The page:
When I picked up my four-year old grandson at preschool, Kenny was proud to introduce me to his new friend.  Even at a young age, we begin the life-long process of making friends.  If Kenny’s lucky, he may even keep some of the friends he makes in these early years.  I still have a friend that goes way back to third grade.

Friends are an important part of our life.  They keep us grounded and shape our identities.  We trust them with our secrets.  Our friends are not thrust upon us — we choose them.  Some of our favorite films, from Thelma and Louise to Butch Cassidy and the Sundance Kid, or television shows such as Friends or Will and Grace, celebrate the gift of friendship.

Despite the important roles that friends play in our lives, they are oft neglected in times of death.  Rarely are friends mentioned in the eulogy or obituary.  Little support is extended to them.  Sympathy cards are rarely sent to friends.  At best they are expected to stifle their own grief and as a final act of sacrifice attend to the family of the deceased.

The loss of a friend then is another example of disenfranchised grief or the grief that results when others do not recognize a loss.  In effect when we lose a friend we have no socially acknowledged “right to grieve.”  No matter how close the friendship, for example, few places of business extend time off to mourn a friend.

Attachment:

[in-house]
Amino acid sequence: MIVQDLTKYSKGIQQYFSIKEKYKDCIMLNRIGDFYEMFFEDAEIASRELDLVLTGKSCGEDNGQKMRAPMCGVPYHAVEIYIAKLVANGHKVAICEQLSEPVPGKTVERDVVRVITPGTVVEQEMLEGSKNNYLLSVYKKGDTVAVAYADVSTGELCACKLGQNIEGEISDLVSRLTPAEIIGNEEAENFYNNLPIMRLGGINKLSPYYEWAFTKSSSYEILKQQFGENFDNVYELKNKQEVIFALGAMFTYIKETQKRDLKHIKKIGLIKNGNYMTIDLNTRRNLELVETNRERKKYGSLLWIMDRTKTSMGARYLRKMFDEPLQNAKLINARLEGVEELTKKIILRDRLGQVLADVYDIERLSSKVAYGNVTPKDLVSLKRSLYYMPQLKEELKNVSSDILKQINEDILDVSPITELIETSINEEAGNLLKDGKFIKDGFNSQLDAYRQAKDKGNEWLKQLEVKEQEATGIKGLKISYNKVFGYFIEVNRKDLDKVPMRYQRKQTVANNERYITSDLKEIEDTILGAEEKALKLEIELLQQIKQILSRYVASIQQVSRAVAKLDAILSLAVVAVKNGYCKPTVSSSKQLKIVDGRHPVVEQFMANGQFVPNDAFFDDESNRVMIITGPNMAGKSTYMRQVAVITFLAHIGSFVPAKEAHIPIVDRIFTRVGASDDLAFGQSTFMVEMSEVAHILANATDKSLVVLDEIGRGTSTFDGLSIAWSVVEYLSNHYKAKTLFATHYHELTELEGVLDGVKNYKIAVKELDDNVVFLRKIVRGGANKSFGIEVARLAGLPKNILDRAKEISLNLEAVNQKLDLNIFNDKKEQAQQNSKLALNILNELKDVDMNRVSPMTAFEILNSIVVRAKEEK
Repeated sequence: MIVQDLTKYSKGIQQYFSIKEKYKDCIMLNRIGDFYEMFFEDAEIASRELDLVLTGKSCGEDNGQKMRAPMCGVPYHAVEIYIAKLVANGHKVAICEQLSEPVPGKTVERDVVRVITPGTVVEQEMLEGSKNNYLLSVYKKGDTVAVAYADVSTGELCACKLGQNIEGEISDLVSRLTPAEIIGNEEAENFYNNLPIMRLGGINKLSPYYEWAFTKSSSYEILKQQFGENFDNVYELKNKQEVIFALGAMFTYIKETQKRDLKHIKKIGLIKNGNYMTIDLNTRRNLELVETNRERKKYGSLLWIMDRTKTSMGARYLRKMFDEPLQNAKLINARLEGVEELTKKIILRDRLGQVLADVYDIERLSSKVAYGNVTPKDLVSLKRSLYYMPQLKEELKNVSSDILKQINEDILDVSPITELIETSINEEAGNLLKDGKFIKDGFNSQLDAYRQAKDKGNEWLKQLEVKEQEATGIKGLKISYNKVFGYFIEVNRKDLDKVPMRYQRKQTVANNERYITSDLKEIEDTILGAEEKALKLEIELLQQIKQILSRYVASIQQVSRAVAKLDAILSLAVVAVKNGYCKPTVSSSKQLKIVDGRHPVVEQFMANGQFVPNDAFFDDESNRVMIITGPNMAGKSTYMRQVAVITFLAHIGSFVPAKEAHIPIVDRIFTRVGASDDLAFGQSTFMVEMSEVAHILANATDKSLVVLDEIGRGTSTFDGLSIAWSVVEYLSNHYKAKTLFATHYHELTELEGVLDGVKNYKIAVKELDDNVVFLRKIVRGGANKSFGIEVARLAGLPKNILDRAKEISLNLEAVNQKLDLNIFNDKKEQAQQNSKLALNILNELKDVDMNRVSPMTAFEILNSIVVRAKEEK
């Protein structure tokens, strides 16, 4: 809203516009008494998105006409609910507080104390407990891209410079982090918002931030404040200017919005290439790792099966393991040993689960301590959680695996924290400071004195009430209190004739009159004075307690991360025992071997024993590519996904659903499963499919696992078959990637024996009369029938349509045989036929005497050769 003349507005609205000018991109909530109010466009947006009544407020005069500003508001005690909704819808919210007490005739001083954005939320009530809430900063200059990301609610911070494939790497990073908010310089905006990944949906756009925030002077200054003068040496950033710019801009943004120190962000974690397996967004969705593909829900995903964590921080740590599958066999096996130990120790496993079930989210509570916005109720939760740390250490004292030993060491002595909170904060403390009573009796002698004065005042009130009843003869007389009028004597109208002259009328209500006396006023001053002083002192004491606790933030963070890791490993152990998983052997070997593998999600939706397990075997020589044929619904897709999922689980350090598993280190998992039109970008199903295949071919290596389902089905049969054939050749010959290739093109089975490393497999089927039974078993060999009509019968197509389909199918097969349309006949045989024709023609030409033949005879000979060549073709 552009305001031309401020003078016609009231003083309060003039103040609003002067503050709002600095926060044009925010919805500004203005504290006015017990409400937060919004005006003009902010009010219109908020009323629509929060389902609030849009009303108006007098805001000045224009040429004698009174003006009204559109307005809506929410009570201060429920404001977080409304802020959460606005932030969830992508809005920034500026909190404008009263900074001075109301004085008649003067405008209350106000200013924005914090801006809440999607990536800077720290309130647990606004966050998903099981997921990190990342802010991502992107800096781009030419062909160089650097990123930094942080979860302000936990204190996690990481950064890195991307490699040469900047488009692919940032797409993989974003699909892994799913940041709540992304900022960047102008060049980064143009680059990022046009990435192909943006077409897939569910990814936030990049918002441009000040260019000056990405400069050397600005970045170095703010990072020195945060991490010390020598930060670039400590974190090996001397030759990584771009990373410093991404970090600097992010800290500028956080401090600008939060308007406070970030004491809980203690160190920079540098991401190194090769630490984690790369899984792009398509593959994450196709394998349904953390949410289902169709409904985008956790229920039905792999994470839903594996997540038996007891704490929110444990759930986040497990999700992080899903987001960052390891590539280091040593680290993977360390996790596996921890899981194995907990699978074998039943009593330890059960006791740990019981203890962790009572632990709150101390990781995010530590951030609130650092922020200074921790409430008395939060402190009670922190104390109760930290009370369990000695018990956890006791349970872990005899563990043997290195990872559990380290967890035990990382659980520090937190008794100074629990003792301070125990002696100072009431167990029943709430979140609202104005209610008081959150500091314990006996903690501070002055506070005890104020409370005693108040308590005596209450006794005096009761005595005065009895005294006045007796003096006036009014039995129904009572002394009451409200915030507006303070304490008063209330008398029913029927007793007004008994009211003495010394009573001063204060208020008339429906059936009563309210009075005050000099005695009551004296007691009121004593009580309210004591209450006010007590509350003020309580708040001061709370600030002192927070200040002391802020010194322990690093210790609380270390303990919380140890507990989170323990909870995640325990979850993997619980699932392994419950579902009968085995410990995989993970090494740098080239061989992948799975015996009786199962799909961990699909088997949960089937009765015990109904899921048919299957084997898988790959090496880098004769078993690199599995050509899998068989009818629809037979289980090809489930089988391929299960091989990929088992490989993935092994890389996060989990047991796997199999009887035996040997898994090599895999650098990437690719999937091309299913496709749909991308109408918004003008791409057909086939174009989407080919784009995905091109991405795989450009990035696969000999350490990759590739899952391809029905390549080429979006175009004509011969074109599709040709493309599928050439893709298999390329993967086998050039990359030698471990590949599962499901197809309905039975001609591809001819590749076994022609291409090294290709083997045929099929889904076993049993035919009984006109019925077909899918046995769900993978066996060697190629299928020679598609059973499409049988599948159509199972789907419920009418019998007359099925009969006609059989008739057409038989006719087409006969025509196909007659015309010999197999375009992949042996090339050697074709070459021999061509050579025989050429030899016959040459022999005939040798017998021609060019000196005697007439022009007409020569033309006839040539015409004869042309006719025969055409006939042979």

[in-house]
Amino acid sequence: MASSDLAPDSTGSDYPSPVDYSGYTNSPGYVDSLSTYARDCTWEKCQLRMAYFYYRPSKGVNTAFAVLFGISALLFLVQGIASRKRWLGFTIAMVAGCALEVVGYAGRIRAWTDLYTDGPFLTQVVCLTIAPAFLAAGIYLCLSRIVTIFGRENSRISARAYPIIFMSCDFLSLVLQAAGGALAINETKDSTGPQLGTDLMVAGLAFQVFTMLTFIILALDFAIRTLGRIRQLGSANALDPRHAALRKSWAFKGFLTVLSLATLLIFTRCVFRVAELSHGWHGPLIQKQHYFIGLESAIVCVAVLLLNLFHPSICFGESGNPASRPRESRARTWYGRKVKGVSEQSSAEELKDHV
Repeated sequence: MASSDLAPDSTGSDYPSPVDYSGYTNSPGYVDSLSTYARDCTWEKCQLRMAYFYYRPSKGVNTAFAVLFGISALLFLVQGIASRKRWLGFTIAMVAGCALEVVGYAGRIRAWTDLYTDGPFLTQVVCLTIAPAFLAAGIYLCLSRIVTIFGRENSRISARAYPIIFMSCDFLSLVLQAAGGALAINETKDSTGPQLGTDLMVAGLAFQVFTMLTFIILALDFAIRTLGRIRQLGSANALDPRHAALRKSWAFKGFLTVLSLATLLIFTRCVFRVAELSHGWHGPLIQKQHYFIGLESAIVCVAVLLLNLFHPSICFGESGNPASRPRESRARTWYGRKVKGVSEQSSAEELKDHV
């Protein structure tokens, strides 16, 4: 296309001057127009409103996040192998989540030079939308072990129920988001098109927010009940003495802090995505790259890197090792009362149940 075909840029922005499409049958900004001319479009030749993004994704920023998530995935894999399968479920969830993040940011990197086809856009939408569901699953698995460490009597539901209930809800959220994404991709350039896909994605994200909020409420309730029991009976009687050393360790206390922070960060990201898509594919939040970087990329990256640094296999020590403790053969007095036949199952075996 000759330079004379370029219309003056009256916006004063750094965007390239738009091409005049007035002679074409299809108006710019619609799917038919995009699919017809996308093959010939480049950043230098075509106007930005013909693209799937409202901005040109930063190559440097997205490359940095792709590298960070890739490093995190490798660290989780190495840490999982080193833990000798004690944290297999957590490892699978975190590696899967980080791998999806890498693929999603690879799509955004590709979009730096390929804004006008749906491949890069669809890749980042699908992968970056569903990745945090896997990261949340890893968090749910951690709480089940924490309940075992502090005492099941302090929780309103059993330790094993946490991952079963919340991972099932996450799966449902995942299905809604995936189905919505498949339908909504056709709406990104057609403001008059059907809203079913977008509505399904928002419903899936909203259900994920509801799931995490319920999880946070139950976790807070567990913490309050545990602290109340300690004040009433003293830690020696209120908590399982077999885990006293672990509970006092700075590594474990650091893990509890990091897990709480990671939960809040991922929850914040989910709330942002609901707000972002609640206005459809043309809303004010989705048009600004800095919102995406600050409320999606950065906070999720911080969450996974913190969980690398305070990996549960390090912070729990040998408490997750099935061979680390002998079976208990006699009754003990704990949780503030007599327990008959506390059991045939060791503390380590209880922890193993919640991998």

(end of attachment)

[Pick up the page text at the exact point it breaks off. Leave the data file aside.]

Yet, as friends, we too grieve.  Grief is not a function of family ties, lines of descent.  Rather, grief follows attachment.  When we love someone — as parent, as child, as spouse, or as friend — and that person dies, we grieve.

When we lose a friend, it is important, much as we strive to support family members, that we acknowledge and recognize our own loss, our own grief.  We need to understand as well that each loss is different.  We have unique connections and distinct meanings attached to every friendship in our lives.  We interact with our friends differently.  Some friends are part of our weekly or daily routine.  We regularly speak and spend time together.  The death of these friends leaves a great and obvious void.

We may have other friendships too that are less intense but no less vital.  While we may see them irregularly at best, they remain important in our lives.  Lynn is one such friend.  We talk a few times a year but she remains as a critical connection in my life.  She befriended me in high school transforming my experience in what had then been a large unfriendly place.

Understanding the unique quality of each of our friendships helps us to appreciate the inimitable sense of loss.  We can then recognize the singular nature of our grief.

We may find it essential to attend funerals and memorial services.  The very best of these may be inclusive — clearly bringing friends to the center of the circle of mourning.  When a dear colleague, Catherine Sanders died, I appreciated that the family chose three people to eulogize her: a daughter, a professional colleague, and a personal friend.  I felt very included to hear a colleague speak of the Catherine that I knew even as I was delighted that other eulogies touched on different aspects of Catherine.  I felt very included in that ceremony.

Because all rituals are not that inclusive, we may need to find our own special places and ways to mourn a friend.  Tom did that when his friend, Mark died.  He decided to go back to the ball field in the old neighborhood — a place where he and Mark shared so many good moments.  There he offered a silent prayer for friend, and quietly grieved over the loss of his long-time buddy.